Algorithm MIXED2

Input: Mixed graph G = (V, E, A) with cost function C; Output: A postman tour

  1. Call INOUTDEGREE
  2. Call LARGECYCLES

Algorithm LARGECYCLES
Input: Output of INOUTDEGREE
Output: A tour covering all edges and arcs of G
1. Identify the vertices with odd degree in the graph G'=(V,U) (U is the set of undirected edges got from INOUTDEGREE ).
2. Find all shortest paths between the odd vertices over the graph G''=(V,E) (V is the set of undirected edges in original graph).
3. Perform a minimum-cost matching of the odd vertices using the shortest path distances. Then insert the edges used in the matching into U.
4. Find a traversal of M and U.

The number of odd vertices is always even because 2(#edges + #arcs)=i is odd vertices #edges and arcs incident on i + j iseven vertices #edges and arcs incident on j . Since the latter part is a even number, to make the equation hold, the number of odd vertices has to be even, which make the matching always possible.

upload:zfu_mixed2.gif

The approximation ration of Mixed2 is 2 and it is tight

  1. C*: optimal solution (minimum cost)
  2. C: the solution of Mixed1 on G
  3. C0: the cost of all the edges and arcs in original graph
  4. C': the cost of the graph G' after INOUTDEGREE
  5. C'': the cost of additional edges added in LARGECYCLES

The graph resulting from assigning the direction to all the edges of optimal solution has the same cost as optimal cost C* and it is a feasible solution of INOUTDEGREE since it has equal indegree and outdegree for every vertex and it includes every edges( may be oriented) and arcs of original graph at least once. C' is the optimal solution of INOUTDEGREE, so C ≤ C*'.
In LARGECYCLES step , we perform the minimum-cost matching, which duplicate every edges at most once. Hence C'' ≤ C0.
Therefore C=C'+C''≤ C*+C ≤ 2C*.

And the 2-approximation ratio is approachable, see the following example.The cost got from Mixed2 is
2+3ε (see b); and the optimal cost is 4+2ε (see c). When ε is small enough, the ration is 2.

upload:zfu_mixed2-worst.gif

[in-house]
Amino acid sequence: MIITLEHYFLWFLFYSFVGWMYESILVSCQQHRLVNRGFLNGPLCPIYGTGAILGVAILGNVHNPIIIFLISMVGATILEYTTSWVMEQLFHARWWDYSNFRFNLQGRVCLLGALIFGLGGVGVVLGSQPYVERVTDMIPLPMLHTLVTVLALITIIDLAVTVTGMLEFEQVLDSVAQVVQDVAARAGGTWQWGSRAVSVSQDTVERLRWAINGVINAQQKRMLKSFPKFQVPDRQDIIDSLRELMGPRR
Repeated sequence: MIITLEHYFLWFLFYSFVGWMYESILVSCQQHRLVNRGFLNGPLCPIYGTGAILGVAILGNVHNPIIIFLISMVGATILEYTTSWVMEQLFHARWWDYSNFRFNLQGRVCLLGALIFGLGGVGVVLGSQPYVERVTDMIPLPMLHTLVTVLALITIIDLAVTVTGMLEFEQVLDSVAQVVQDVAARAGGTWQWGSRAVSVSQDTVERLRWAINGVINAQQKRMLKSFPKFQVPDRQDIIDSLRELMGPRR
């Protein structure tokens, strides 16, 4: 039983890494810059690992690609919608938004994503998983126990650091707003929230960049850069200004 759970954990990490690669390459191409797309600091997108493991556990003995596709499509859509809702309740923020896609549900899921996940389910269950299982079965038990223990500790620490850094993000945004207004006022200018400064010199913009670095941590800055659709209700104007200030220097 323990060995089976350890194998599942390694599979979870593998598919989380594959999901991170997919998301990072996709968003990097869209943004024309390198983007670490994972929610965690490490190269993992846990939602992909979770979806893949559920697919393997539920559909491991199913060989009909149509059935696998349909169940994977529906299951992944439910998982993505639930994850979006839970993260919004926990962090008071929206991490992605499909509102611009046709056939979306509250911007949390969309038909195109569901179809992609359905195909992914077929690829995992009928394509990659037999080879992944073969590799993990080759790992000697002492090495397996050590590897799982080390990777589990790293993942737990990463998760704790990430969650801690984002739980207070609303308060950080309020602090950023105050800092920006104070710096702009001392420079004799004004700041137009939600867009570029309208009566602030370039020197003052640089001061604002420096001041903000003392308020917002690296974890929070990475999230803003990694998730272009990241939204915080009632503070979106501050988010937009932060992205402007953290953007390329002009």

5. 3/5 approximation algorithm ( G.N.Frederickson 1979 )

If we examine the worst-cases of MIXED1 and MIXED2, we discover the following facts: Algorithm MIXED2 produces an optimum tour for the worst-case of MIEXED1 in Fig2; Algorithm MIXED1 produces an optimum tour for worst-case of MIXED2 in Fig4. This suggests that we could combine two approach to get better performance.

Algorithm GENERALMIXED

Input: Mixed graph G = (V, E, A) with cost function C; Output: A postman tour

  1. Call MIXED1
  2. Call MIXED2
  3. Select the tour of smaller cost

Now lets examine the approaximation ratio of GENERALMIXED.

C*: cost of optimal tour
CM: cost of edges and arcs in set M produced by INOUTDEGREE on the original graph

LEMMA: The cost C of the tour generated by Algorithm MIXED2 is at most 2C*-CM
Proof: When we apply MIXED2, the cost of edges not in M after INOUTDEGREE is at most C*-CM. And since in the worst case each edge in U will be duplicate in LARGECYCLES. So the total cost of undirected edges after MIXED2 is at most 2(C*-CM). And total cost is at most CM + 2(C*-CM)=2C*-CM.

LEMMA: The cost C of the tour generated by Algorithm MIXED1 is at most C*+2CM
Proof:Let G1 be the graph results from applying EVENDEGREE to G and E' be the set of undirected edges in G1. The total cost CE of E' is no larger than the cost of all arcs and edges in G1, which is no larger than C*.
Let M1 be the multiset of arcs and oriented edges such that for every element in M there are exactly two copies in M1. Hence, M1 achieves equal indegree and outdegree at every vertex in G1. Therefore, the cost of all arcs and edges in the graph resulting from INOUTDEGREE is bounded by CE+2CM, which is at most c*+2CM.

If the cost CM is large relative to C*, then MIXED2 is an appropriate approach, otherwise MIXED1 is an appropriate approach.

THEOREM: Algorithm GENERALMIXED produces a tour such that C/C* ≤ 5/3
PROOF:

if CM > C*/3 then consider the Algorithm MIXED2:
C/C* ≤ (2C*-CM)/C* ≤ (2C*-C*/3)/C* = 5/3
if CM ≤ C*/3 then consider the Algorithm MIXED1:
C/C* ≤ (2CM+C*)/C* ≤ (2C*/3 + C*)/C* = 5/3

We cannot find a tigh example of approximation ratio 5/3. Acturally the tight ratio is 3/2 (see reference 2).

Reference:

[1] Greg N. Frederickson, Approximation Algorithms for Some Postman Problems , J.ACM, 26(1979), pp.538-554
[2] B. Raghavachari and J. Veerasamy, A 3/2-Approximation Algorithm For the Mixed Postman Problem , SIAM J. Discrete Math. Vol. 12, No. 4, pp. 425-433


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Last edited March 19, 2004 6:29 pm by sx260-12.ipam.ucla.edu (diff)